Recipe by Nancy Haugen
"This is a recipe I got from my husband's mother several years ago."
Hmm. None of these ingredients are on sale today.
Show ingredients on sale
Sort stores by
Save money at local stores when ingredients are on sale!
Watch video tips and tricks
packed brown sugar
2 3/4 cups
chopped candied citron
This is the old Betty Crocker cookbook version that I grew up with--a favorite Christmas cookie, for sure!!! But I seem to remember an amount of time to boil the glaze, like maybe 5 minutes? If you're finding the dough too sticky, it's probably because you're using a mixer. That makes a softer dough, for some reason. I boil the honey/molasses mixture in a medium sized saucepan, then add the other ingredients and stir by hand--finishing up WITH my hands since it's too stiff for me to finish up stirring. I refrigerate in 4 disks wrapped in plastic wrap. After that, I dust the dough with flour on each side, roll a bit, dust again and repeat if needed. No sticky problems! I found that 9 minutes was just right in my oven. For best flavor and texture, you'll need to put the cookies in a sealed container with a slice of apple or orange for a month or so, changing the fruit every few days. They'll become soft and chewy, with a marvelously complex, spicy fruity flavor!
I found this exact recipe in Betty Crocker's "Cookie Book". I have no idea how the cookies are supposed to turn out, I think they're okay, but I'm online searching for a better recipe. Even though I refrigerated for longer than 8 hours, it was a very sticky dough and I had to use a lot of flour when rolling it out. I found that the cookies burned when they were in at 400; when the oven was between 350 and 375 degrees they baked in 10 minutes.
Having moved away from home (and away from German cookie bakers), I decided to try making these for the first time, and I'm happy to report, that this recipe was great! The only thing that I changed was that I used a bit more citron and nuts than was called for, and I used chopped pecans. Before baking, I pressed a pecan half into the center of each cookie. Also, I used a lemon glaze - something that I think is necessary. To make, juice one lemon and add enough powdered sugar to make somewhat thick. Spread on when cookies are still hot from oven.
In terms of stickiness, this dough is quite sticky, but it is definitely manageable. Make sure you chill it overnight, and do not add a lot of flour into the dough as you roll. Before placing the cookies on the sheets, I blew off any and all flour I could.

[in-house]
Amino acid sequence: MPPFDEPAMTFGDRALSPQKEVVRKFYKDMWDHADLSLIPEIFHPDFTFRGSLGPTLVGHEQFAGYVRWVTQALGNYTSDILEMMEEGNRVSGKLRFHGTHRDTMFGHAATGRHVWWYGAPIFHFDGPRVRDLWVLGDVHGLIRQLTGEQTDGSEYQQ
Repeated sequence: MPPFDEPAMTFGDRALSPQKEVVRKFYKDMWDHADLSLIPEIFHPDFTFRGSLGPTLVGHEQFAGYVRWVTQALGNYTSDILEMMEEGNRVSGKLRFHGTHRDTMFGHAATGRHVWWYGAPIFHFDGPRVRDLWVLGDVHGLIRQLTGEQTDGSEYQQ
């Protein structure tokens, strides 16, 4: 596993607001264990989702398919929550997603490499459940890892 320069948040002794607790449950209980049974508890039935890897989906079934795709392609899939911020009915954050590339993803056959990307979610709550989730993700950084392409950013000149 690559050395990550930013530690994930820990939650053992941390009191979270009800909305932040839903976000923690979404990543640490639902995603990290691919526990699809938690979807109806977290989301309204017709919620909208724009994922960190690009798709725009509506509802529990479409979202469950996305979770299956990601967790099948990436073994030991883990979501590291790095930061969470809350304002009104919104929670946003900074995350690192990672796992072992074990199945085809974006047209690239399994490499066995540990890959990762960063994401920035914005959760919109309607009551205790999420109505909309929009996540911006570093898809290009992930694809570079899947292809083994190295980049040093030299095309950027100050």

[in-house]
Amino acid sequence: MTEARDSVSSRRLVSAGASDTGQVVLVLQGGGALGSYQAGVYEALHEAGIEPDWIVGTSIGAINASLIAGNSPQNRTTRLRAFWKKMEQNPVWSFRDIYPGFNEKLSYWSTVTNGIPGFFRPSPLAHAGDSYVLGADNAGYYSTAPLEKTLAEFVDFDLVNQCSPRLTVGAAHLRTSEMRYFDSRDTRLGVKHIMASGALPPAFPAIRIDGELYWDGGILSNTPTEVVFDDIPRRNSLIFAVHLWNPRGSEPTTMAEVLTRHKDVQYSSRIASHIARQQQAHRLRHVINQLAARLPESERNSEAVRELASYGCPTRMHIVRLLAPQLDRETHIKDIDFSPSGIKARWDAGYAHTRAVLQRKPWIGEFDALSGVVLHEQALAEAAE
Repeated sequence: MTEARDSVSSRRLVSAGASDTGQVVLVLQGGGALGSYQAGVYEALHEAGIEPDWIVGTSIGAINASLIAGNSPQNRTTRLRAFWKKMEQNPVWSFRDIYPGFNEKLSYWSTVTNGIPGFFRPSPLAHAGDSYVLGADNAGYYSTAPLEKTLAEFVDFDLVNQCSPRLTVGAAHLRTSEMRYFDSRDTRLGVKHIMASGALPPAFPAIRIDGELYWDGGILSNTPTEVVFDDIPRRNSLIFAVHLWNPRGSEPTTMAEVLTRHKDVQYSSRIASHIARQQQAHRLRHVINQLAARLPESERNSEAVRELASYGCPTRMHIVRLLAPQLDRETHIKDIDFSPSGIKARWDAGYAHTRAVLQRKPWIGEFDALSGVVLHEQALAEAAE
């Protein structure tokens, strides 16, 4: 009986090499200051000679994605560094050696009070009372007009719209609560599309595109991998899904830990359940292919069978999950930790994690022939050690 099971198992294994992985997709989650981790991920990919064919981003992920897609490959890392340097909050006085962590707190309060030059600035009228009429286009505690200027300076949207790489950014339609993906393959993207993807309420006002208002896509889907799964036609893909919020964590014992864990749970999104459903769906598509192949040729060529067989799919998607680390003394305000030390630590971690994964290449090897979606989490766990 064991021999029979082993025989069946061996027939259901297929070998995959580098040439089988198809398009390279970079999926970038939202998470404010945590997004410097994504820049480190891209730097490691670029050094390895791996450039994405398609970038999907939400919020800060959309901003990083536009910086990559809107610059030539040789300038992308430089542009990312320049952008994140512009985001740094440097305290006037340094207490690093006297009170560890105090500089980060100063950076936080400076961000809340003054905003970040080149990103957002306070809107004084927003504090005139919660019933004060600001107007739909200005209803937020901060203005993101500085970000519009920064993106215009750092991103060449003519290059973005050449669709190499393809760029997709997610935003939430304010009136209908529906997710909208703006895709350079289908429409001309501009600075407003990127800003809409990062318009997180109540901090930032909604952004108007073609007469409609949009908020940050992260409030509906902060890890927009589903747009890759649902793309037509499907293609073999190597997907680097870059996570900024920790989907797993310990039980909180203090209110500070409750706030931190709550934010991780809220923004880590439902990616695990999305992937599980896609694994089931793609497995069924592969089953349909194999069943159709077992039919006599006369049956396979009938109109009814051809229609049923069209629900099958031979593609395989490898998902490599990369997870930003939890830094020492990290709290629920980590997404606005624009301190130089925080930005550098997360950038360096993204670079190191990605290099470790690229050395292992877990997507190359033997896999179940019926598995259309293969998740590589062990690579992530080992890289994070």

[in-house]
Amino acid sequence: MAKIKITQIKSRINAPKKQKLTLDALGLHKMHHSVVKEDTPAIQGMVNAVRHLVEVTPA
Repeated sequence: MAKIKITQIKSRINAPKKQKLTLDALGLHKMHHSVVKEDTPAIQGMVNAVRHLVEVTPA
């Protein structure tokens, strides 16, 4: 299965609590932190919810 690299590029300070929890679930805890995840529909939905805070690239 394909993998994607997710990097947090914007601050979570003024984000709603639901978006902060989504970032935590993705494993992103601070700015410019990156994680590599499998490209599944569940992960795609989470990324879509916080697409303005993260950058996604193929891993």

The cookies turned out great; I have the last sheet in the oven now...
I was disappointed with these. I spent my childhood in Germany and Lebkuchen was always a favorite. These taste good, and for taste, I would give this probably 4-4.5 stars, but the consistency is all wrong - MUCH too crisp and hard, unlike what Lebkuchen is supposed to be, which is almost cakey. The directions to roll these to 1/4" is not right - if you roll to 1/2-3/4", they turn out a lot better. I would also bake these a little less than called for, these turned out much too hard. Better for cutting out gingerbread men or building a gingerbread house out of. The glaze also wasn't right - much too gloopy and sticky, I ended up only doing the first batch and then throwing out the rest of the glaze - they are good plain, or I might add some melted chocolate. I used the Back-Oblaten someone mentioned - the edible paper wafers as a base. I didn't have the problem with stickiness everyone else had, if anything it came out of the fridge much too hard and I had to gently warm it to make it pliable and workable again, although to be fair, I added 1/4-1/2 cup more flour. I'm also in the UK, and I think the flour may be a different consistency than US flours, which might help. To sum up, I think these need to be thicker, baked less and possibly need more of a levening agent to get them cakier/softer.
My mother made Lebkuchen every Christmas and gave it as gifts. I am doing the same...this recipe tastes just like hers. Thank you. Sue
Loved making this recipe, i thought it tasted just like real german lebkuchen, which i love!
Only downside is that the sugar topping didn't work out from me. However, this didn't detract from the finished product which was still great.
When rolling out the dough i would recommend not putting too much flour on your surface but just rubbing in a little bit to the top and bottom (after every couple of rolls out) this kept the dough nice and not too floury but also helped it roll out very easily!
I thought this recipe was very nice. Thanks for submitting it.
My grandmother also made these cookies every year and although hers were a little different I thought these were very comparable. I added a little more flour and they were easy to roll out. Just going to glaze them now with a lemon glaze and then paint them.
This recipe is one that has been in my husband's family for a very long time. We don't add the nuts, and we cut down on the citron, but they turn out very good. I think this is my son't favorite cookie. They are very spicy and chewy. I do the glaze twice sometimes, just for extra sweetness. You can tell that from my picture. Not very pretty, but oh, so good!
* Percent Daily Values are based on a 2,000 calorie diet.
Serving Size: 1/72 of a recipe
Servings Per Recipe: 72
Amount Per Serving
** Calories: 64
** Calories from Fat: 6
Browse through over 500 recipes for delicious, budget-friendly meals.
The old saying goes, "Eat what you can, and can what you can't!" We have the know-how.
Delicious recipes, party ideas, and cooking tips! Get a year of Allrecipes magazine for $7.99!
See how to make chewy, spicy, crackle-top molasses cookies.
See how to make traditional Russian tea cakes rolled in confectioner's sugar.
Discover the techniques for making beautiful meringues.